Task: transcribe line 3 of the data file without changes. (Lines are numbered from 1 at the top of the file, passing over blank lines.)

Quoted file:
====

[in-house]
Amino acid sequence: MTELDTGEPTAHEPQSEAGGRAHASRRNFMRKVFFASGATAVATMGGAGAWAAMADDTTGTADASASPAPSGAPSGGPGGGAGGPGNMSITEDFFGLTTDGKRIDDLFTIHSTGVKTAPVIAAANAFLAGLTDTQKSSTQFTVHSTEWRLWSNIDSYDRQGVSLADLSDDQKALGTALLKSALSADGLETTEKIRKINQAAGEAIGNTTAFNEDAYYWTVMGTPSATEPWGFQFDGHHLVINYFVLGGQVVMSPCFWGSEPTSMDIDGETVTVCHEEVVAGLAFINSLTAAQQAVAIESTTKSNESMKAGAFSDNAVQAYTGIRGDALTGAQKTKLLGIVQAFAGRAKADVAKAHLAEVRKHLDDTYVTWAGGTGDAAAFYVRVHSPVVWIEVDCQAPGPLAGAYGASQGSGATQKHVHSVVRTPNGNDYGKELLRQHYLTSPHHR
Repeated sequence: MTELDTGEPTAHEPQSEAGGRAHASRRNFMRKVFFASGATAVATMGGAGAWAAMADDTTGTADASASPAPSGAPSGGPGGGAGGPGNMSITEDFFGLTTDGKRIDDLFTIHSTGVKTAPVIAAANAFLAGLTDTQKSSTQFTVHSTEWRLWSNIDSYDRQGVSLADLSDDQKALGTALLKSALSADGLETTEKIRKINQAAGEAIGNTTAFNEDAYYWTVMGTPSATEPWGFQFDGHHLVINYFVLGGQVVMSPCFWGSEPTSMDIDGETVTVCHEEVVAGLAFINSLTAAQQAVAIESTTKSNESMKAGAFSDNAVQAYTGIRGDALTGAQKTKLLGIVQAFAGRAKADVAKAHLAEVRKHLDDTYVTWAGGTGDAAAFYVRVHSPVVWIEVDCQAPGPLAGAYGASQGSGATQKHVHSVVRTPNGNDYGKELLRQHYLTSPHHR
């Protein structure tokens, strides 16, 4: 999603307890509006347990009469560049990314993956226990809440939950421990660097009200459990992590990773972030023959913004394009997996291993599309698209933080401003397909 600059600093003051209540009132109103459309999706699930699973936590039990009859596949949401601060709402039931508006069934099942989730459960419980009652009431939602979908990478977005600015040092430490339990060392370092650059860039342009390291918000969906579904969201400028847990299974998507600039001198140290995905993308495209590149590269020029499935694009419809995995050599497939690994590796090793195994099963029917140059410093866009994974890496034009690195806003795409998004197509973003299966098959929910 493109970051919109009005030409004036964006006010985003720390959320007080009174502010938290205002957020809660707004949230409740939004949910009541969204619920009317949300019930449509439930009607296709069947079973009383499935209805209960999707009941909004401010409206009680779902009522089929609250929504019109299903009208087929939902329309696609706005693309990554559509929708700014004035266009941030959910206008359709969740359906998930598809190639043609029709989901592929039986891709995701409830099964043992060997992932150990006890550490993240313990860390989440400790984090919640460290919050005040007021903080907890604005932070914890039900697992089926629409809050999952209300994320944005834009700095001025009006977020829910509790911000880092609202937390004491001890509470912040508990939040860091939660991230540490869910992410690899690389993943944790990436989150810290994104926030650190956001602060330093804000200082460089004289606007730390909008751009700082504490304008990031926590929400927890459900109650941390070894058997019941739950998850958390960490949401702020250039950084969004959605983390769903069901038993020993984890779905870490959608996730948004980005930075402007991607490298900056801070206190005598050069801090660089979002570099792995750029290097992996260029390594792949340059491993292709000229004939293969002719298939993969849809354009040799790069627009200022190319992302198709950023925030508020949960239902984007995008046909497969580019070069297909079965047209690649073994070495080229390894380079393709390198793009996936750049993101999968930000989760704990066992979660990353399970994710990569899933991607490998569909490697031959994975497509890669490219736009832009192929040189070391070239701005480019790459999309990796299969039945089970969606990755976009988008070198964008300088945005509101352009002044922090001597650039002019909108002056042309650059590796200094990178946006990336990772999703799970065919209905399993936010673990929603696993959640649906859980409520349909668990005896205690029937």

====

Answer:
Repeated sequence: MTELDTGEPTAHEPQSEAGGRAHASRRNFMRKVFFASGATAVATMGGAGAWAAMADDTTGTADASASPAPSGAPSGGPGGGAGGPGNMSITEDFFGLTTDGKRIDDLFTIHSTGVKTAPVIAAANAFLAGLTDTQKSSTQFTVHSTEWRLWSNIDSYDRQGVSLADLSDDQKALGTALLKSALSADGLETTEKIRKINQAAGEAIGNTTAFNEDAYYWTVMGTPSATEPWGFQFDGHHLVINYFVLGGQVVMSPCFWGSEPTSMDIDGETVTVCHEEVVAGLAFINSLTAAQQAVAIESTTKSNESMKAGAFSDNAVQAYTGIRGDALTGAQKTKLLGIVQAFAGRAKADVAKAHLAEVRKHLDDTYVTWAGGTGDAAAFYVRVHSPVVWIEVDCQAPGPLAGAYGASQGSGATQKHVHSVVRTPNGNDYGKELLRQHYLTSPHHR